We studied psychiatric patients aged ≥50 years, a group with elevated levels of morbidity (24). The effects of severe sexual abuse on health indices had clear and compelling clinical significance: the effect on medical illness burden was roughly comparable to adding 8 years of age, and on functional impairment and BP was roughly comparable to adding 20 years. We believe these are the first such estimates to appear in the literature.
Exploratory analyses showed that CSA was strongly associated with increased burden in two of the 12 CIRS subscales, the musculoskeletal/integument and respiratory subscales. Prior epidemiological studies among women with lifetime trauma sexual or physical assault histories have reported increased rates of at least two chronic afflictions in these organ systems, arthritis (25) and asthma (6). However, the issue of whether CSA is associated with specific organ-systems or medical conditions is not settled (26). Finding increased risk for certain medical disorders among older women with lifetime sexual assault histories, Stein and Barrett-Connor (25) concluded that there was no obvious common pathogenesis for those disorders, but their study design combined childhood and adult sexual assault. Assuming that there are differences in the biological repercussions of severe sexual assault according to the developmental stage of its occurrence—from early to middle childhood into adolescence and adulthood—then illness and disease patterns may vary accordingly.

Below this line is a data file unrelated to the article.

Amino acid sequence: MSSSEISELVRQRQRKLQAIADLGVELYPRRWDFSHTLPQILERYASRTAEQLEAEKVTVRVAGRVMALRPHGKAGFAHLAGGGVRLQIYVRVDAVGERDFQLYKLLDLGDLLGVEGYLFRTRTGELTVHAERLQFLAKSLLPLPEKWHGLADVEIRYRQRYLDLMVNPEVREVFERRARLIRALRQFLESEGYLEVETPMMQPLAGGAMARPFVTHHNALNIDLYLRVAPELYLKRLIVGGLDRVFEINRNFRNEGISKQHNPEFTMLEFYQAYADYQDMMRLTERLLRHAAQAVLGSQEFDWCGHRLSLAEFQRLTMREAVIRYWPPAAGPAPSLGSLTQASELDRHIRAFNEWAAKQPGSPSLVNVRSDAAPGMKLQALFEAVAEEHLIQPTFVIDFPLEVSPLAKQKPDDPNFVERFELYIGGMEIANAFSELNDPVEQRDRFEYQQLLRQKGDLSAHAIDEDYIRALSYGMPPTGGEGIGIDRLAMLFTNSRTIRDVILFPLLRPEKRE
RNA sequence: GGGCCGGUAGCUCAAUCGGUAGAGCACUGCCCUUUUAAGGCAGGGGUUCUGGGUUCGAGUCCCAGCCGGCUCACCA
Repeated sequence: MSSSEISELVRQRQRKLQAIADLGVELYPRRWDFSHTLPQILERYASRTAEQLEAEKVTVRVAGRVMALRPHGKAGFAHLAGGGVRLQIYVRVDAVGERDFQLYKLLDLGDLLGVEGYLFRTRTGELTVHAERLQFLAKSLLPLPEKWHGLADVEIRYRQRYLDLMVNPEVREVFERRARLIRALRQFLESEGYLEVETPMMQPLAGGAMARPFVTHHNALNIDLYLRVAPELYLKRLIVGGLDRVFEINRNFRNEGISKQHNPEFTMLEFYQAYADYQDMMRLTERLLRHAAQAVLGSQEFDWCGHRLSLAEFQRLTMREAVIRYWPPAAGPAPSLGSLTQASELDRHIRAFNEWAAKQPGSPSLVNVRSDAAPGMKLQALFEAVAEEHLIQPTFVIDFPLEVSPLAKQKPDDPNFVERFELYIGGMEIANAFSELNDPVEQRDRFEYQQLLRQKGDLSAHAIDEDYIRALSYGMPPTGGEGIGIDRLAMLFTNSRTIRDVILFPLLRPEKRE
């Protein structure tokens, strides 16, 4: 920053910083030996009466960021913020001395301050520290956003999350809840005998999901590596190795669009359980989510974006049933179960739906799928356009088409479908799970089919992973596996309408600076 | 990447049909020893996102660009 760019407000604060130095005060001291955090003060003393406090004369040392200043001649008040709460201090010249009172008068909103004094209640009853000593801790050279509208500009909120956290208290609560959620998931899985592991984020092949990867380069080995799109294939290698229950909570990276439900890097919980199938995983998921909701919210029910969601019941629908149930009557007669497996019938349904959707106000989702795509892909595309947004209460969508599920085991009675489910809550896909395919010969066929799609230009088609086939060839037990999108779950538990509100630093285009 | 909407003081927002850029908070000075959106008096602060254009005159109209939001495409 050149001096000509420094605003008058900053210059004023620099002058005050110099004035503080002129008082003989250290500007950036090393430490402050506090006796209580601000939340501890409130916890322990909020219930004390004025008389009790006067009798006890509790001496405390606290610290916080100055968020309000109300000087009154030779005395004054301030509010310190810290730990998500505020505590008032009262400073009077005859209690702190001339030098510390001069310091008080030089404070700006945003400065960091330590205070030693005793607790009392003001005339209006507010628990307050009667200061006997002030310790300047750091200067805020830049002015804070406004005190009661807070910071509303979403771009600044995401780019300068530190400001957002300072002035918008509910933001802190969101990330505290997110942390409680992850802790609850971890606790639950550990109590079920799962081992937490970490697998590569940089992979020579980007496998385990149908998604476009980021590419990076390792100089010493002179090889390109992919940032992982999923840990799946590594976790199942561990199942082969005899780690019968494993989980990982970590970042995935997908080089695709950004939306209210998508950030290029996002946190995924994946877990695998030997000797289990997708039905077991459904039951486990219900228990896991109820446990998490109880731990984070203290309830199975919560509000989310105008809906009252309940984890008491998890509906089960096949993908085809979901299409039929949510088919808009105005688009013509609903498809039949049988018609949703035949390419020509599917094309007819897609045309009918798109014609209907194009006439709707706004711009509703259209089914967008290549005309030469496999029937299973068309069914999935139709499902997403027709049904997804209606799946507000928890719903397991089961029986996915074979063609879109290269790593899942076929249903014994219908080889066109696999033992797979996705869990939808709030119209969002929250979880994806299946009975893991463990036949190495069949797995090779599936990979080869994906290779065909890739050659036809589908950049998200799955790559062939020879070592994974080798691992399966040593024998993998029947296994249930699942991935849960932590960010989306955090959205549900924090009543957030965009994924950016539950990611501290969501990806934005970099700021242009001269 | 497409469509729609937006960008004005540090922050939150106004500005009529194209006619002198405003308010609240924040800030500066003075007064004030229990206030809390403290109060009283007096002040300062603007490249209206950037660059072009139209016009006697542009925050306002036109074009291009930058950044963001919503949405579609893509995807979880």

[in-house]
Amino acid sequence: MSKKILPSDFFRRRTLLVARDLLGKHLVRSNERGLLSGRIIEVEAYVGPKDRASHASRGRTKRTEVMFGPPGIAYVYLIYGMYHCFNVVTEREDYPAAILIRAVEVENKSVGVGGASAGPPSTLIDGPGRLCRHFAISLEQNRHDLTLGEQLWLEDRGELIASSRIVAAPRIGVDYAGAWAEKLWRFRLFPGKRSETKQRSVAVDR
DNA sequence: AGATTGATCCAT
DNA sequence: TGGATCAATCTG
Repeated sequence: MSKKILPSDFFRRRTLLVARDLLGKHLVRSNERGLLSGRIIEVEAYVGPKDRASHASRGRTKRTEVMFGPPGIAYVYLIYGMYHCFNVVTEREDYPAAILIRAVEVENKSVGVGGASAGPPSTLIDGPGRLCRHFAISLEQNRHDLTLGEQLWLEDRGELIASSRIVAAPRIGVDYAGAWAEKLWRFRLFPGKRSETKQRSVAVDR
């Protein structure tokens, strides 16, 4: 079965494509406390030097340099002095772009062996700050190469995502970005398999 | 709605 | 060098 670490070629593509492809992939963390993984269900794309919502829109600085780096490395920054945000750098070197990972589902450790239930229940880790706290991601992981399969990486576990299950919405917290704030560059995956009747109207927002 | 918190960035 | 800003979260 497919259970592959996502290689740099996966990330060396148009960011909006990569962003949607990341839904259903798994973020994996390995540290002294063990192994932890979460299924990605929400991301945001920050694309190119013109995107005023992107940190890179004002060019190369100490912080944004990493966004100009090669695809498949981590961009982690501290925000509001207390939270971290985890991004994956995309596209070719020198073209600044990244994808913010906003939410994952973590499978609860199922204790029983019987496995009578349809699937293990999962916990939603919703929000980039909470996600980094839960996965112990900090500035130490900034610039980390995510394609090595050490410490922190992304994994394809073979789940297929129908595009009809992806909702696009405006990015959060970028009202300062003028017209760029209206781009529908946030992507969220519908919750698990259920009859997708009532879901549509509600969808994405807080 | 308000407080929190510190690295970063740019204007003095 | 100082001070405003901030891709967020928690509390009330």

Interrelated biopsychosocial mechanisms have been posited to explain the sustained, deleterious effects of childhood sexual assault on adult physical health (27,28). Early sexual trauma may lead to chronic dysregulation of stress-responsive systems (28-31), which in turn increases abused individuals’ “allostatic load” (32,33). In a longitudinal prospective study, Danese et al. (27) found that childhood maltreatment (not confined to sexual abuse) predicted clinically significant biomarkers of inflammation in adulthood, even with adjustments for co-occurring risk factors and potential mediating variables. The investigators hypothesized that inflammation is a likely mediator in the established link between maltreatment and increased risk for many adult diseases.